Weitere Namen
Hilmar Otto Thate (Geburtsname)
Cast, Music
Dölau (Halle) Berlin

Biography

Hilmar Thate, born April 17, 1931, in Dölau near Halle an der Saale as the son of a locksmith and a housewife, started to attend actor's training in Halle in 1947. From 1949 on, he performed at Theater Cottbus before he went to Berlin in 1952 where he started out at Theater der Freundschaft, and later went to Maxim Gorki Theater. From 1959 to 1970, Thate was a cast member of Berliner Ensemble, and from 1971 to 1979 he was employed at Deutsches Theater. His most important roles include Bertolt Brecht's Jean Cabet in "Die Tage der Kommune" (1962) and Givola in "Der aufhaltsame Aufstieg des Arturo Ui" ("The Resistable Rise of Arturo Ui", 1959), as well as Shakespeare's "Richard III." (1972). Thate's energetic performances polarized critics. Thus, he often received fulsome praise as well as harsh criticism for the same performance.

Thate started his movie career in the mid-1950s. He made his debut in Konrad Wolf's graduation film "Einmal ist keinmal" (1955) and subsequently starred in "Leute mit Flügeln" (1960), "Professor Mamlock" (1961), and "Der geteilte Himmel" ("The Divided Heaven", 1964). Thate also played key supporting roles in Kurt Maetzig's film "Das Lied der Matrosen" (1958), and in "Der Fall Gleiwitz" ("The Gleiwitz Case", 1961), directed by Gerhard Klein. But he did not play his first leading role in a movie until 1974 when he played the role of Eduard in Siegfried Kühn's adaptation of Goethe's novel "Die Wahlverwandtschaften" (Elective Affinities").

During this time, Thate also made his breakthrough on TV. In 1976, he got the title role in the five-part series "Daniel Druskat" as the friend and fierce rival of Manfred Krug. Thate won the GDR's national award for his performance in this rural drama from the early years of GDR history. Furthermore, Thate made a brilliant performance in Kühn's feature film "Don Juan, Karl-Liebknecht-Str. 78" as a driven opera director who not only directs "Don Giovanni" on stage but also in his own life.

 

In 1976, Thate was one of the first to support a petition against the expatriation of Wolf Biermann. Furthermore, he conformed less and less to GDR cultural politics. Thus, he migrated to West Germany with his wife Angelica Domröse in 1980 and continued his successful theatre career. He performed at theatres in West Berlin, Bochum, Stuttgart, Munich, Vienna, and Salzburg. He made a brilliant performance alongside his wife in a 1998 production of "Stalin" by Gaston Salvatore, directed by George Tabori, as well as in a 1995 production of "Don Juan", directed by Ingmar Bergman.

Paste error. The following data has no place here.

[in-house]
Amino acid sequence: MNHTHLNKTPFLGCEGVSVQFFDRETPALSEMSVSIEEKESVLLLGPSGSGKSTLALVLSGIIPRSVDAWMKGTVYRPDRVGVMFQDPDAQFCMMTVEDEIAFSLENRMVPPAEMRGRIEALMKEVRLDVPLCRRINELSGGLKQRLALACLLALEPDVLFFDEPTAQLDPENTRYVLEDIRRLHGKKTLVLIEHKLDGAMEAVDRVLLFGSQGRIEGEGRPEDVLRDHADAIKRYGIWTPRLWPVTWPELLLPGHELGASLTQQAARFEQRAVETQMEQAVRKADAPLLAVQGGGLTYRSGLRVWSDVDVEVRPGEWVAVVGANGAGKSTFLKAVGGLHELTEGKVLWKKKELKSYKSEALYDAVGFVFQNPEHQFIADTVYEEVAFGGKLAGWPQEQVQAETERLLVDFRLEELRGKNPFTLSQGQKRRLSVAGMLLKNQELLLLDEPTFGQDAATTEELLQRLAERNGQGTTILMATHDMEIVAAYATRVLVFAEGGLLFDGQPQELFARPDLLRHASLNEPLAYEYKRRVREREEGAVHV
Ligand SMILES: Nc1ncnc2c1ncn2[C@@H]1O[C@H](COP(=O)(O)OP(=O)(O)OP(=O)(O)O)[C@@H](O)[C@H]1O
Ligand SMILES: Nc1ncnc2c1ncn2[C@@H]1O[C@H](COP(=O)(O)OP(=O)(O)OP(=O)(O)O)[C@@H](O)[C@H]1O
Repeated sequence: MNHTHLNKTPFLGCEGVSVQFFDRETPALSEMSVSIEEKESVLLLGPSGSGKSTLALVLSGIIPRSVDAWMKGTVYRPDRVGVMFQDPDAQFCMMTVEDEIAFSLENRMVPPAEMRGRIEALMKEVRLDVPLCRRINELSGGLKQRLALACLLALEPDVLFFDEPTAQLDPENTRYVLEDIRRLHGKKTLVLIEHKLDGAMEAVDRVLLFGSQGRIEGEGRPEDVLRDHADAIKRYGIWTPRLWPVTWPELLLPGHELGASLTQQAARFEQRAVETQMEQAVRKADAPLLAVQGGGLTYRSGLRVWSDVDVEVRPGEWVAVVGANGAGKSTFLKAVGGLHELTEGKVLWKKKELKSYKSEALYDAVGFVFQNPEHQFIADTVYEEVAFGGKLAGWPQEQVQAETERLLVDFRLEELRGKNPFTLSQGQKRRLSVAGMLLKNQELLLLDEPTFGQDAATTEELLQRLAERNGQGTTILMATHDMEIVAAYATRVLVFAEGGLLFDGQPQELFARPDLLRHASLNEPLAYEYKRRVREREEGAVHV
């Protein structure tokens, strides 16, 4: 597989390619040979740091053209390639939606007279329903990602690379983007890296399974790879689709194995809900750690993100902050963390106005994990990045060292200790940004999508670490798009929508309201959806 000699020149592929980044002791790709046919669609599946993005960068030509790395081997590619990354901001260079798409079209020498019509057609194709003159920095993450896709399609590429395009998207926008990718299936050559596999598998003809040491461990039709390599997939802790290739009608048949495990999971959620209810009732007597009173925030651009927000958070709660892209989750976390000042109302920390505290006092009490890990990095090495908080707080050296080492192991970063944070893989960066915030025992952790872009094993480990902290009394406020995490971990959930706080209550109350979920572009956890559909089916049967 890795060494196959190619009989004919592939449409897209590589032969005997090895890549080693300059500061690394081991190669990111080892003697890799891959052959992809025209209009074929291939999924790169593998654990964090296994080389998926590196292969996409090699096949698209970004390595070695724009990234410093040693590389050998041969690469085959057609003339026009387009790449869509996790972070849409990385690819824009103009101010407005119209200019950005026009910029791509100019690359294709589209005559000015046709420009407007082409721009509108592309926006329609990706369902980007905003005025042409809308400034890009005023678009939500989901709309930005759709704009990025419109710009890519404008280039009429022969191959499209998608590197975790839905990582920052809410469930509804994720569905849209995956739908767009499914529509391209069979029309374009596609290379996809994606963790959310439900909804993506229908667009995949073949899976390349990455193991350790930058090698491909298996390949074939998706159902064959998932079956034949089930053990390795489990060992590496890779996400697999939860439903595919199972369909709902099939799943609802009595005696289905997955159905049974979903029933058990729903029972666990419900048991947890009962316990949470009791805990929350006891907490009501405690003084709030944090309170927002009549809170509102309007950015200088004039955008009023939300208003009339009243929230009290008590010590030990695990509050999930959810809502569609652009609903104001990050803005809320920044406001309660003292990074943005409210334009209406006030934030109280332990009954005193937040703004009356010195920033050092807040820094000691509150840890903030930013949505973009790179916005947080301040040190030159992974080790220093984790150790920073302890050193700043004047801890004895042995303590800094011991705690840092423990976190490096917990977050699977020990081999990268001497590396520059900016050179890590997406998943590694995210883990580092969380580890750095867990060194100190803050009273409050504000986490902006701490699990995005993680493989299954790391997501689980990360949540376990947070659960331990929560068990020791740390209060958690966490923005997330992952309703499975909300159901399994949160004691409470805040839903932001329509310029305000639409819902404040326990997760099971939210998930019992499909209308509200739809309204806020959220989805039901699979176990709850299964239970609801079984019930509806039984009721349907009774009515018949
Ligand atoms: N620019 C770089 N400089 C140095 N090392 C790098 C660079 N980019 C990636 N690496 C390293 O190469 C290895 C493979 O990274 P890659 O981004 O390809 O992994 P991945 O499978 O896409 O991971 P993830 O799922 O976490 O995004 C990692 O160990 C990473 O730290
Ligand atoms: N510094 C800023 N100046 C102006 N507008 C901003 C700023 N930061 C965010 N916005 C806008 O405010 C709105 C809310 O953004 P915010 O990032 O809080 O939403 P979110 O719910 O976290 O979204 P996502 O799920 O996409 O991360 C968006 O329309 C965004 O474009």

Thate also continued his successful movie career in West Germany. He played torn characters in Thomas Brasch's "Engel aus Eisen" ("Angels of Iron", 1981), and in Fassbinder's "Die Sehnsucht der Veronika Voss" ("Veronika Voss", 1982). He became known to a wider audience with his part of strip club owner Rudi Kranzow in Dieter Wedel's multi-part TV movie "Der König von St. Pauli" (1997).

Thate was highly praised for his performance in Andreas Kleinert's "Wege in die Nacht" ("Paths in the Night", 1999). He starred as Walter, who had been a successful citizen of the GDR but is not able to cope with unemployment in reunified Germany. Thus, he roams through Berlin at night to enforce law and order. Thate won the Grimme award and the Best actor award at the Karlovy film festival for this role. Furthermore, he won a German TV award and a Bavarian TV award for his role as Richard Wolf, the head of the Federal Crime Police Office, in the TV movie "Operation Rubikon" (2002). In his last cinematic performances, Thate was seen as bishop in Volker Schlöndorff's" Der neunte Tag" ("The Ninth Day", 2004) and as a composer in Jutta Brückner's "Hitlerkantate" ("Hitler Cantata", 2005).

Hilmar Thate died September 14, 2016 in Berlin, age 85.

The contents of this entry were funded with the support of the DEFA-Stiftung.

FILMOGRAFIE

2004/2005
  • Cast
2003/2004
  • Cast
1998/1999
  • Cast
1990/1991
  • Cast
1985
  • Cast
1983
  • Cast
1982/1983
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1982
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1980/1981
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1979/1980
  • Cast
1977/1978
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1975/1976
  • Cast
1972/1973
  • Cast
1968/1969
  • Participation
1965/1966
  • Voice
1963/1964
  • Cast
1963
  • Participation
1961/1962
  • Cast
1960/1961
  • Cast
1960/1961
  • Cast
1959/1960
  • Cast
1959
  • Cast
1954/1955
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